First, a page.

14. wayneh

    Expert

    Sep 9, 2010
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    Using the MOSFET instead of the transistor will help, and maybe just put you over the ragged edge. And maybe not. But it appears to be your only cheap option unless you can find a bigger power source or lower power motor.

    I think you could use the MOSFET from the Shack if you use a small transistor to allow the controller's output to drive that transistor and deliver your power supply voltage to the gate of the MOSFET. Come on back if you need help with designing that.
     
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  15. tom66

    Senior Member

    May 9, 2009
    2,613
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    It's quite possible the AC adapter is shutting down because it is getting too hot. It is getting too hot because you are drawing too much current.
     
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  16. Wendy

    Moderator

    Mar 24, 2008
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    While you have a high gain transistor, I suspect that base resistance is too high. I assumed 5V since you didn't specify. This puts the base emitter current at 1ma. Any transistor at saturation has a lot less gain, for a single transistor the rule of thumb is a gain of 10, for a darlington you will not get the listed beta.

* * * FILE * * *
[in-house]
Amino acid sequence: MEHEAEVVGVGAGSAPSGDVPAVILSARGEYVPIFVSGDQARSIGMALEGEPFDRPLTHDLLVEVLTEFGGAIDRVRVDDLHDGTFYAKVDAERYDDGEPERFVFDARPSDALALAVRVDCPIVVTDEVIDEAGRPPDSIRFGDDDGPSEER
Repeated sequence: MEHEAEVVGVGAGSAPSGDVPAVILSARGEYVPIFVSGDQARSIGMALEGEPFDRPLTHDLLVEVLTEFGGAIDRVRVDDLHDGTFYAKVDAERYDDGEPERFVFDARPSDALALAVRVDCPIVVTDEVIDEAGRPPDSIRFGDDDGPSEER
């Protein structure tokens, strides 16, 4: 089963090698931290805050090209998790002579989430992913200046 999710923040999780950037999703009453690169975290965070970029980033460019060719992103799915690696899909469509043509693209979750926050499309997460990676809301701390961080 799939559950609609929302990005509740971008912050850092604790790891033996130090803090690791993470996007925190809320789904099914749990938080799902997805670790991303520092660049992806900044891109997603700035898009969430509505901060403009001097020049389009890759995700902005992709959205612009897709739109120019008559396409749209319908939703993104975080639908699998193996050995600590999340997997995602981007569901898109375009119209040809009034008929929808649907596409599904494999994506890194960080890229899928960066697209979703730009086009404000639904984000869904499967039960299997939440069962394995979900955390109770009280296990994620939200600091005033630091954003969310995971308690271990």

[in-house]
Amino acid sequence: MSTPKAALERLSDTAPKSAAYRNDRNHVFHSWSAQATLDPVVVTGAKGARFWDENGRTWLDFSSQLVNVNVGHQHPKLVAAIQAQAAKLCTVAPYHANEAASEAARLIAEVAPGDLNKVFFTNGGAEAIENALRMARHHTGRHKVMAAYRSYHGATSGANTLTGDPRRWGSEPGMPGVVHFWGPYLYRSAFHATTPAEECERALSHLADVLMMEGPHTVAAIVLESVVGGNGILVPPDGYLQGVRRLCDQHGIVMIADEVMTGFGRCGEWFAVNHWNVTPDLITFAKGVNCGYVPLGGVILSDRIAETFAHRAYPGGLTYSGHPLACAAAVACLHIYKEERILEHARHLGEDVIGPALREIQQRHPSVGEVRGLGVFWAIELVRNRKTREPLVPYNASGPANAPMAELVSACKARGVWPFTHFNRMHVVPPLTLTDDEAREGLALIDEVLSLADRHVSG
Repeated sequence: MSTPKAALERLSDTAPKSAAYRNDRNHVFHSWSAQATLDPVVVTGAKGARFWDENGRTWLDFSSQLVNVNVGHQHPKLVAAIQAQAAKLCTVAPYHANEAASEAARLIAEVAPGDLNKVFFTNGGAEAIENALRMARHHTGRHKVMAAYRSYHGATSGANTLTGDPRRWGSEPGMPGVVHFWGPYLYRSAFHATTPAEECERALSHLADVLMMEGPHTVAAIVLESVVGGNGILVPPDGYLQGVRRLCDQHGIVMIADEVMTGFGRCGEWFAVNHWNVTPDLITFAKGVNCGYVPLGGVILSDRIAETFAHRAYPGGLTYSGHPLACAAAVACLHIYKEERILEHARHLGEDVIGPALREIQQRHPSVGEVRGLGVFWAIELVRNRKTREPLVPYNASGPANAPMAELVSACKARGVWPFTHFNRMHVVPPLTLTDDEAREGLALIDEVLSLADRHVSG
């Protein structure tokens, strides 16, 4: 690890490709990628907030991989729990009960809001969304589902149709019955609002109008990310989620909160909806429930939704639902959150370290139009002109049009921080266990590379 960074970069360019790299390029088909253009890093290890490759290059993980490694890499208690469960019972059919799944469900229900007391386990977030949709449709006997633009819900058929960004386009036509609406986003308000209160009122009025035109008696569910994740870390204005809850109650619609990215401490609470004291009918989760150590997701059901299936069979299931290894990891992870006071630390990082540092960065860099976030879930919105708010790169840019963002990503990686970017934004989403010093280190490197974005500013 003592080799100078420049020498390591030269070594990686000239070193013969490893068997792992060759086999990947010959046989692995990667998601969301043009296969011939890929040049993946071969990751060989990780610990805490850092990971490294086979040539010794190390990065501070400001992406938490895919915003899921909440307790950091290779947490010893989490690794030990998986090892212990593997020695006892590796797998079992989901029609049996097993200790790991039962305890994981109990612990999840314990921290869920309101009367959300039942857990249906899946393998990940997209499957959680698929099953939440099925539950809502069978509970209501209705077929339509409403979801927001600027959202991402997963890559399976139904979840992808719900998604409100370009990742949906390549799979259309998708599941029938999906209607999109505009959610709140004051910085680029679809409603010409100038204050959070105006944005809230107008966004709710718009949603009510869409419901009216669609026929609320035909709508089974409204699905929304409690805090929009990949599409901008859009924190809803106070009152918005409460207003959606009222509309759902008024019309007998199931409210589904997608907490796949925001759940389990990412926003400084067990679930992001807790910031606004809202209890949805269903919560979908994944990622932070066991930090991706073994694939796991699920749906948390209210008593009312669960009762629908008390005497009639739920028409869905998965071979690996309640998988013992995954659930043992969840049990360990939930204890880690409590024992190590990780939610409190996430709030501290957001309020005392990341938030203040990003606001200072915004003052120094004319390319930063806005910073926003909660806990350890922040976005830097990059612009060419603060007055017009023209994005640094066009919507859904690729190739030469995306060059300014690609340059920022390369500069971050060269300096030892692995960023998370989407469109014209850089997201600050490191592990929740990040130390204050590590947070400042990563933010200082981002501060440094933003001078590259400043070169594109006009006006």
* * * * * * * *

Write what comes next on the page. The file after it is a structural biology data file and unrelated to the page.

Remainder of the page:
Try dropping that base resistor to 470Ω. 10ma X100 (gain) is 1A, so you may need to drop it even further.
     
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  17. alfredeneuman

    Thread Starter New Member

    May 6, 2011
    22
    1
    wayneh,

    Thanks for the idea. I might go ahead and do that.
     
  18. alfredeneuman

    Thread Starter New Member

    May 6, 2011
    22
    1
    tom66,

    Thanks for letting me know that AC adapters can shut down. I was thinking that it could possibly shut down, but did not know for sure or not if they did.
     
  19. alfredeneuman

    Thread Starter New Member

    May 6, 2011
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  20. Wendy

    Moderator

    Mar 24, 2008
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    Not really. It works like this...

    If you have 5V being fed to the base, and the transistor is a darlington, then the resistor is dropping around 3.8V (Darlingtons drop 1.2V BE, conventional transistors drop 0.6V BE). Power = Voltage X Amps, or Voltage² / Resistance (in ohms).


    So, 3.8V X 3.8V / 470Ω = 0.031W

    A ¼W resistor is 0.25W, so the quarter watt is the best choice. Generally you want at least the double the wattage the resistor actually dissipates, a form of life extension and redundancy.